Isabel Sanford is widely known for her role as Lousie "Weezie" Jefferson on AITF and its long-running spinoff series, The Jeffersons.
|Born:||August 29, 1917|
|Birthplace:||New York City, New York, U.S.|
|Died:||July 9, 2004(aged 86)|
|Deathplace:||Los Angeles, Californis, U.S.|
|Spouse(s):||William Edward (Sonny) Richmond (?-1960) (his death)|
|Related to:||3 children, with Richmond|
|Series:||All in the Family / The Jeffersons (on both as regular character)|
|Character played:||Louise Jefferson (in Seasons 1-5 of AITF, entire run of The Jefferesons)|
Isabel Sanford (August 29, 1917 – July 9, 2004) was an American actress best known for her role as Louise "Weezy" Jefferson on the CBS-TV sitcoms All in the Family (1971–1975) and The Jeffersons (1975–1985). She is the only black actress to win a Lead Actress Emmy Award (for Outstanding Lead Actress in a Comedy Series in 1981), and has a star on the Hollywood Walk of Fame.
Sanford was born Eloise Gwendolyn Sanford in Harlem, NY to parents James Edward Sanford and the former Josephine Perry. She was a member of Alpha Kappa Alpha Sorority, and received an honorary Doctorate Degree in Letters from Emerson College in Boston, Massachusetts. Sanford's mother Josephine was devoutly religious and insisted that her daughter attend church every Sunday and occasionally made her attend on weeknights. As a teenager, Sanford aspired to be an actress, but her mother discouraged her dream, as she felt that show business was "the road to degradation". Sanford disobeyed her mother and began performing at local clubs. She also performed at amateur night at the Apollo Theater. After graduating from high school, Sanford joined Harlem's American Negro Theater and the Star Players. She made her professional stage debut in 1946 in On Strivers Row and appeared in several off-Broadway productions while also working as a keypunch operator at IBM. Sanford married house painter William Edward "Sonny" Richmond with whom she had three children. Their marriage was tumultuous and they later separated.
During the 1960s, Sanford worked in the theatre industry, and in 1967 she made her film debut in Guess Who's Coming To Dinner, playing the critically acclaimed role of the maid Tillie Binks. She caught the attention of major Hollywood players, including Norman Lear, who cast Sanford in the role of Louise Jefferson in All in the Family. She almost turned down the role after receiving a bucket of Kentucky Fried Chicken in her dressing room. Norman Lear assured her that it was a genuine gift, and that he sent everyone a congratulatory bucket of KFC; she eventually agreed to play the part. Sanford and her TV husband, Sherman Hemsley, were so popular that The Jeffersons was spun off into its own series.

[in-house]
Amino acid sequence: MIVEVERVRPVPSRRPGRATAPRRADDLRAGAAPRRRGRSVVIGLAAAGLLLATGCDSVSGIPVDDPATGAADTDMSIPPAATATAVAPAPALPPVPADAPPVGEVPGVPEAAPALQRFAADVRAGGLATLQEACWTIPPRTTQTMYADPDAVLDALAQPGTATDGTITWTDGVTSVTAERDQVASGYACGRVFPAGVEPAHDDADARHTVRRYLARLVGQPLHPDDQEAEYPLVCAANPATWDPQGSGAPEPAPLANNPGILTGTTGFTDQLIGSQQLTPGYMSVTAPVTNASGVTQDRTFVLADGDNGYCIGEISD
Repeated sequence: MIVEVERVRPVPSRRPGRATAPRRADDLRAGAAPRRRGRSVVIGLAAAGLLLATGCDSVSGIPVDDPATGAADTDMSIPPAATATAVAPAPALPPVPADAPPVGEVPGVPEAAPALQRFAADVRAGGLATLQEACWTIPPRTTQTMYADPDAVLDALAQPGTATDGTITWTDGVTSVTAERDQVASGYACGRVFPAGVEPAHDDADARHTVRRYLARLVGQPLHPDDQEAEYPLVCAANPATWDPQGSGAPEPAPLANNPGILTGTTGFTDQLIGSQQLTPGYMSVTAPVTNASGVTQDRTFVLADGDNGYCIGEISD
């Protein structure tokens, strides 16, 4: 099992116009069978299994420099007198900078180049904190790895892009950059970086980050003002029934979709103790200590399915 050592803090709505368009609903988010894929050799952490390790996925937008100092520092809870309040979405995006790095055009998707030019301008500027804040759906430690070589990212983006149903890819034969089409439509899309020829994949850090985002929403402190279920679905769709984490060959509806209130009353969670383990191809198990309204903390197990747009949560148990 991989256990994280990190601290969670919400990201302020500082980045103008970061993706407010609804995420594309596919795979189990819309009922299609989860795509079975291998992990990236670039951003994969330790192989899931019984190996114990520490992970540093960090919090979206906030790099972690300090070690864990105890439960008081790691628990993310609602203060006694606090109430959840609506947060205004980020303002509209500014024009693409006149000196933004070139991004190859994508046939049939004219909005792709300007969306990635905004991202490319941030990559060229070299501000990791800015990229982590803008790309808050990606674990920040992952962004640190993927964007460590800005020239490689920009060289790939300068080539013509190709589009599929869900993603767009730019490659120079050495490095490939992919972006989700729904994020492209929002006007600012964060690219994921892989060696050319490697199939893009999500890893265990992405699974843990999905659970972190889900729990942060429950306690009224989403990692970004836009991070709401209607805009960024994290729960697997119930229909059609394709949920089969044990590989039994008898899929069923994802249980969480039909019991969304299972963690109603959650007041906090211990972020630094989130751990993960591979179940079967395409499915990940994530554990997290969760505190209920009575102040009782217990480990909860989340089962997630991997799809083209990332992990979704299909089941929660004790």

After production of The Jeffersons ended in 1985, Sanford realized that she and Hemsley were typecast by their Jeffersons' roles. So Sanford made the most of it, appearing with Hemsley in a series of advertisements for Denny's and Old Navy, and starring with Hemsley in a touring company of "The Real Live Jeffersons" stage show in the mid-1990s. She and Hemsley also made cameo appearances in films such as Sprung and Mafia! Other than those opportunities with Hemsley, Sanford was mostly limited to guest TV appearances and cameo appearances in movies, appearing in The Fresh Prince of Bel-Air, Dream On, Roseanne, Living Single, Hangin' with Mr. Cooper, In the House and The Steve Harvey Show, as well as the extremely short-lived 1992 CBS drama Hearts Are Wild. In 1996 Sandford starred the action movie "Original Gangstas" set in urban Gary, Indiana starring Blaxploitation film stars such as Fred Williamson, Pam Grier, Jim Brown, and Richard Roundtree.
She also voiced characters on three other cartoon shows including Wait Till Your Father Gets Home, A Pup Named Scooby-Doo and Pepper Ann. In her final television television appearance, she voiced a character on The Simpsons.
Sanford spent most of her last years divided between her apartment in Los Angeles and her mansion in Atlanta, GA. Her mansion in Atlanta was once featured on Lifestyles Of The Rich And Famous. Sanford had the mansion decorated in pink and white, exclaiming that she "only used the elevator to go upstairs and uses the grand staircase to come down to 'make an entrance'."[this quote needs a citation] The breakfast area of the kitchen featured the dinette table and chairs that had been used on the set of The Jeffersons. Sanford had added photos of the show's run underneath the table's glass top.
Less than six months before she died, Isabel Sanford received, for her contribution to the television industry, a star on the Hollywood Walk of Fame, at 7080 Hollywood Boulevard.
Sanford died on July 9, 2004, of cardiac arrest and heart disease at Cedars-Sinai Medical Center in Los Angeles, California. She was a month and a half away from her 87th birthday and was interred at Forest Lawn Hollywood Hills in Los Angeles.
- ↑ Robinson, Louie (January 1976). The Jeffersons Ebony. Johnson Publishing Company. . 0012-9011. .
- ↑ 2.0 2.1 2.2 Shattuck, Kathryn (July 13, 2004). Isabel Sanford, 86, Actress Who Portrayed Mrs. Jefferson. nytimes.com. Retrieved on February 24, 2013.
- ↑ McLellan, Dennis (July 13, 2004). Isabel Sanford, 86; Won Emmy for Best Actress in a Comedy. latimes.com. Retrieved on February 24, 2013.
- ↑ Isabel Sanford Biography. biography.com. Retrieved on February 24, 2013.
- ↑ Slater, Jack (September 1980). The Real People Behind The Jeffersons Ebony pp. 87–88. Johnson Publishing Company. . 0012-9011. .